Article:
Bid for $400m KiwiRail contracts nigh

John Christie
John Christie
The campaign for Dunedin engineering firms to gain some of the nearly $400 million KiwiRail plans spending on new rolling stock begins in earnest on Monday with the release of an economic report.

The report, prepared by forecasting agency Berl, has been commissioned by the Rail and Maritime Transport Union, which represents workers at Hillside Workshops and the Dunedin City Council.

KiwiRail plans to buy 38 three-car electric multiple units (114 cars) and 13 electric locomotives. The new rolling stock is likely to cost $375 million to produce in New Zealand.

Discussions have been held about whether New Zealand has the capacity to build the rolling stock in the timeframe suggested by KiwiRail's industry engagement unit.

One man who has no doubt that New Zealand, particularly the Hillside and Woburn workshops, can deliver is Otago Chamber of Commerce chief executive John Christie.

Mr Christie chairs a working party in Dunedin that has been quietly building support for KiwiRail to seriously consider building the EMUs and locomotives in New Zealand.

The working party includes city MPs, trade union representatives, members of the DCC and the Otago Regional Council and representatives of Dunedin's engineering industry.

Mr Christie next week meets KiwiRail chief executive Jim Quinn to invite him to Dunedin to hear first hand about the capabilities and capacity of the city's engineering sector.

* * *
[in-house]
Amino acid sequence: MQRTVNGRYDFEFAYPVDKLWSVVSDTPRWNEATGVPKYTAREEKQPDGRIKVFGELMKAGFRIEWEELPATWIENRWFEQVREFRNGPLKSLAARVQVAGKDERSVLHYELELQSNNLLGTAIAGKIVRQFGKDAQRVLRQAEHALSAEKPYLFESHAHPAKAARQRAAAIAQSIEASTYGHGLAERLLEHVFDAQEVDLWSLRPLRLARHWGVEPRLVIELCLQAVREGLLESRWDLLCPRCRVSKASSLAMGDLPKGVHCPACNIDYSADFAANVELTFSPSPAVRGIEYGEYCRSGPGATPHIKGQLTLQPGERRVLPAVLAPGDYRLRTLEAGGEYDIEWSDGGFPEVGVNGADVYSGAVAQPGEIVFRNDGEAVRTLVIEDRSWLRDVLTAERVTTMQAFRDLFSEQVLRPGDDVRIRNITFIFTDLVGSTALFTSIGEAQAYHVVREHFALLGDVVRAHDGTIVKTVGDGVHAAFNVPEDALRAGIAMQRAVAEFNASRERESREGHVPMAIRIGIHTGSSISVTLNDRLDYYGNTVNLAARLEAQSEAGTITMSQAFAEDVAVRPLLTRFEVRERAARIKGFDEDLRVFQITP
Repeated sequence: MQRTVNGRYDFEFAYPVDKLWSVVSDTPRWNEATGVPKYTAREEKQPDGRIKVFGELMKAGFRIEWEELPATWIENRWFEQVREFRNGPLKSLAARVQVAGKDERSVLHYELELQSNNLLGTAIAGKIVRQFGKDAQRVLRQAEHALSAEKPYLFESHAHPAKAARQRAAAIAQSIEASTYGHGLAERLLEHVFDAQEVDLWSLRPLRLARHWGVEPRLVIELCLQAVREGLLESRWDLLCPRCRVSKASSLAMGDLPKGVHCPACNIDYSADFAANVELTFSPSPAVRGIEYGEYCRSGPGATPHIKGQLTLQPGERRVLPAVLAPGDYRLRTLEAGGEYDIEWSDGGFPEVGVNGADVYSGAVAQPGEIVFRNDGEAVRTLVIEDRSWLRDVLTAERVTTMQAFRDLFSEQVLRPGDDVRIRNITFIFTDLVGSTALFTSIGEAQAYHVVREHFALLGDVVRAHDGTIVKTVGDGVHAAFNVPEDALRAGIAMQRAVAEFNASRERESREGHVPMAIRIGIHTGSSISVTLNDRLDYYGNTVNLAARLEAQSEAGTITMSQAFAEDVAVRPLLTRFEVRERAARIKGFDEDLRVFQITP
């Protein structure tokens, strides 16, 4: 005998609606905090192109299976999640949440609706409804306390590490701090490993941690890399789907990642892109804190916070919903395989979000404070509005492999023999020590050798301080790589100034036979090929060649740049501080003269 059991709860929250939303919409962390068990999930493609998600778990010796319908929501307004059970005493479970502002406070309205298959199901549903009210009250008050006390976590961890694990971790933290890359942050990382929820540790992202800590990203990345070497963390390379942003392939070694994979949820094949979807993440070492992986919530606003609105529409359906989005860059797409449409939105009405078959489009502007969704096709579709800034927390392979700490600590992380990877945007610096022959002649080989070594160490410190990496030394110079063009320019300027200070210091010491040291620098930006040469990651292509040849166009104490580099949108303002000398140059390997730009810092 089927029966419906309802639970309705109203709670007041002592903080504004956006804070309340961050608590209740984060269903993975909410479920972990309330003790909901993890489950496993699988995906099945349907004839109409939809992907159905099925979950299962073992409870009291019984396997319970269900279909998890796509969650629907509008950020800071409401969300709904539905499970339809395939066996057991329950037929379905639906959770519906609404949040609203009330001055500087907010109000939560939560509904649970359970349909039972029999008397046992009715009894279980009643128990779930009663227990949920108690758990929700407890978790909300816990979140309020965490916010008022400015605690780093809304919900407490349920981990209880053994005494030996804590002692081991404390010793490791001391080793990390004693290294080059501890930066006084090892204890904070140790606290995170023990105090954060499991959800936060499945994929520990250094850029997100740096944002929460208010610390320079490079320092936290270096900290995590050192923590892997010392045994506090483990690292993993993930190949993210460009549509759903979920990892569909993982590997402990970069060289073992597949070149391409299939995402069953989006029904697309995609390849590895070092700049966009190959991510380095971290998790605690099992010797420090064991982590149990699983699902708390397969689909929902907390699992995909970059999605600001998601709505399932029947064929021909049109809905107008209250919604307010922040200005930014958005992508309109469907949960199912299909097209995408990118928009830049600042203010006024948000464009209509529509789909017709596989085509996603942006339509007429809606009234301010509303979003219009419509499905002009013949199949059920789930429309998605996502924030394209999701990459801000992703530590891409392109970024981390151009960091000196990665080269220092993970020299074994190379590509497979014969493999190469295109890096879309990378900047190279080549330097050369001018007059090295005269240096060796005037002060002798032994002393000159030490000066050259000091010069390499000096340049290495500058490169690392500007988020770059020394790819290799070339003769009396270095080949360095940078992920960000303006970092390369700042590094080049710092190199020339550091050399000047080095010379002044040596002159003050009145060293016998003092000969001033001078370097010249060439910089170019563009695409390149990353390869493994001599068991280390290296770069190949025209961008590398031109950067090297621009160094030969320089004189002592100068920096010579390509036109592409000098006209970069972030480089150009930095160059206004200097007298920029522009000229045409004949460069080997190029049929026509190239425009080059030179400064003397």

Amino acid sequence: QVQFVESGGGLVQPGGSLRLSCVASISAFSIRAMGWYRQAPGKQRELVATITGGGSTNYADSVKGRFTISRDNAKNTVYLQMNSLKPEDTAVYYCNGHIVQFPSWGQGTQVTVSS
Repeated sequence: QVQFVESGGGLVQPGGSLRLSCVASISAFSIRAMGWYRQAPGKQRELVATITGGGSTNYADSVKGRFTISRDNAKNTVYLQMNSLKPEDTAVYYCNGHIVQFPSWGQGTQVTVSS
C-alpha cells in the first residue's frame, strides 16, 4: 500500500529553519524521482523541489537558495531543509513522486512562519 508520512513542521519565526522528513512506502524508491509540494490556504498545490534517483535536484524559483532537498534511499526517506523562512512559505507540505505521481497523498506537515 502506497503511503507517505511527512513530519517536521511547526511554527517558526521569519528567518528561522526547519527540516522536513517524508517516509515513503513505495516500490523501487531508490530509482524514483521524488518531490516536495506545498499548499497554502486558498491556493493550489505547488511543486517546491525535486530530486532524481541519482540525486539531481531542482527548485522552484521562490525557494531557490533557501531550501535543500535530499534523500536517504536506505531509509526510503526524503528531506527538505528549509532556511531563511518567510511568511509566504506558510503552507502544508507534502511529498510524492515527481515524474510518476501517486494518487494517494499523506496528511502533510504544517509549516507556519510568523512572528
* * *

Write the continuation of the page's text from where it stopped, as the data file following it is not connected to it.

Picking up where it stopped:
It appears Hillside, supported by Dunedin engineering firms, does have the capacity and capabilities to meet KiwiRail's requirements.

"Not too many people in Auckland know what we are capable of. We have identified that 70 businesses locally have a relationship with Hillside. The benefits of getting some of these contracts benefits not just Hillside, but many suppliers in the city," Mr Christie said in an interview.

"We are trying to secure what we can for the city in terms of jobs."

The benefits to New Zealand, and Dunedin, of gaining the work would be huge, he said.

The Dunedin working party had considered a series of options relating to the tender process and not all of them hinged on Hillside getting all of the work.

"We have identified several options that benefit the city. The economic benefits to the city and country to keep the work here are immense. It has united the working party across political boundaries," Mr Christie said.

KiwiRail will call for expressions of interest worldwide and the decision will be made by its board and the chief executive.

The Otago Daily Times understands the timeframe KiwiRail is using for the rolling stock purchases gives enough time for New Zealand workers to be trained for the job.

So far, it appears unlikely that KiwiRail will consider sourcing rolling stock from quality western suppliers, including those in New Zealand.

Asian suppliers were the most likely to provide the lowest pricing, but there was general concern that ongoing maintenance costs of the units sourced from Asia would be higher.

 

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